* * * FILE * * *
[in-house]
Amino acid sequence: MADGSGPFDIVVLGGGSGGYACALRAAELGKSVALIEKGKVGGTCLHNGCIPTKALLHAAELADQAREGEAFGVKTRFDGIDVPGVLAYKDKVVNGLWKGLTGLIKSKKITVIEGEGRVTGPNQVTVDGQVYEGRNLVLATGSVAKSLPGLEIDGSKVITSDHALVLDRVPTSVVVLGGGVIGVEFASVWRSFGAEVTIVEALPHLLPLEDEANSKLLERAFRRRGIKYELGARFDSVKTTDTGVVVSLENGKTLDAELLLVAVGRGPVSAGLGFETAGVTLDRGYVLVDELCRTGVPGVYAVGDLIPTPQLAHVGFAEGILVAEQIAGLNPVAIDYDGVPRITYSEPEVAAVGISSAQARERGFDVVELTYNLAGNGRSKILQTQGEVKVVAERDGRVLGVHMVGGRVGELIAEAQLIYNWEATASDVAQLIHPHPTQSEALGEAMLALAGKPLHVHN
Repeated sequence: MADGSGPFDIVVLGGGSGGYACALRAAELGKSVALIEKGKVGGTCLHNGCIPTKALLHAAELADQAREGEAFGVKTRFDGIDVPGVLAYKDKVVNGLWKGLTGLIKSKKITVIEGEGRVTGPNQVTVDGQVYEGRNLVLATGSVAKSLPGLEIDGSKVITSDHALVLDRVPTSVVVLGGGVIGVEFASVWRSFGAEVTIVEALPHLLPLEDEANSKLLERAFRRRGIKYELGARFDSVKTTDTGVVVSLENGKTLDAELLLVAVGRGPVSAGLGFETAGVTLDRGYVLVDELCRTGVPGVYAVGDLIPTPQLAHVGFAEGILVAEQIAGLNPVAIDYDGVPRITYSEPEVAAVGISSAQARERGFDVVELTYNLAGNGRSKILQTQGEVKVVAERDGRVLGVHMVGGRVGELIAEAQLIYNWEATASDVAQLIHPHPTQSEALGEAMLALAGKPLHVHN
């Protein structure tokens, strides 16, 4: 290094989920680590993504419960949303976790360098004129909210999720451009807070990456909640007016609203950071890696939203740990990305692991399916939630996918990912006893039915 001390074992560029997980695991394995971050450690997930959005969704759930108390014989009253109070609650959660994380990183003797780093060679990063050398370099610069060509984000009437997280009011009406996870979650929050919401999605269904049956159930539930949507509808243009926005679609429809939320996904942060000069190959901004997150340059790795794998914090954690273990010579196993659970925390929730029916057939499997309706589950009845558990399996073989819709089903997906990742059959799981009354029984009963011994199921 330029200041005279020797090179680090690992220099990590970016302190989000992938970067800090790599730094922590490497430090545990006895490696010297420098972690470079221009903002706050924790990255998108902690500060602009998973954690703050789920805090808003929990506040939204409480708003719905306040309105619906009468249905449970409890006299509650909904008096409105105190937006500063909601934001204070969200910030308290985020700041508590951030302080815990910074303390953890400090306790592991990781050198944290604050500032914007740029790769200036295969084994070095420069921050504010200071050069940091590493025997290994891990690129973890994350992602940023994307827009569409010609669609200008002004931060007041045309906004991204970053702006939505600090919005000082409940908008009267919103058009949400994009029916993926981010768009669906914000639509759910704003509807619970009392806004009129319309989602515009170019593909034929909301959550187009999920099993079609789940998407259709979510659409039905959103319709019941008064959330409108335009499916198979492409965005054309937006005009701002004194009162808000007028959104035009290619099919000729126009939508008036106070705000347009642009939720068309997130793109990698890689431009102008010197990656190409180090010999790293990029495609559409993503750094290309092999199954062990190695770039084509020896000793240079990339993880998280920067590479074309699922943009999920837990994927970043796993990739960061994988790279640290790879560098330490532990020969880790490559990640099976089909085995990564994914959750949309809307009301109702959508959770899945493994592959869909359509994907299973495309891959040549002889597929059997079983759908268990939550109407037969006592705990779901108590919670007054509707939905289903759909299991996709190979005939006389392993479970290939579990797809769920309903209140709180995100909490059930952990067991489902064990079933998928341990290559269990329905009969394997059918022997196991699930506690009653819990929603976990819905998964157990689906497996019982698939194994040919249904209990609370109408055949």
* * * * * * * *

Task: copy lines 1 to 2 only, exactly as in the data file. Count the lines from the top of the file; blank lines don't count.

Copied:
[in-house]
Amino acid sequence: MADGSGPFDIVVLGGGSGGYACALRAAELGKSVALIEKGKVGGTCLHNGCIPTKALLHAAELADQAREGEAFGVKTRFDGIDVPGVLAYKDKVVNGLWKGLTGLIKSKKITVIEGEGRVTGPNQVTVDGQVYEGRNLVLATGSVAKSLPGLEIDGSKVITSDHALVLDRVPTSVVVLGGGVIGVEFASVWRSFGAEVTIVEALPHLLPLEDEANSKLLERAFRRRGIKYELGARFDSVKTTDTGVVVSLENGKTLDAELLLVAVGRGPVSAGLGFETAGVTLDRGYVLVDELCRTGVPGVYAVGDLIPTPQLAHVGFAEGILVAEQIAGLNPVAIDYDGVPRITYSEPEVAAVGISSAQARERGFDVVELTYNLAGNGRSKILQTQGEVKVVAERDGRVLGVHMVGGRVGELIAEAQLIYNWEATASDVAQLIHPHPTQSEALGEAMLALAGKPLHVHN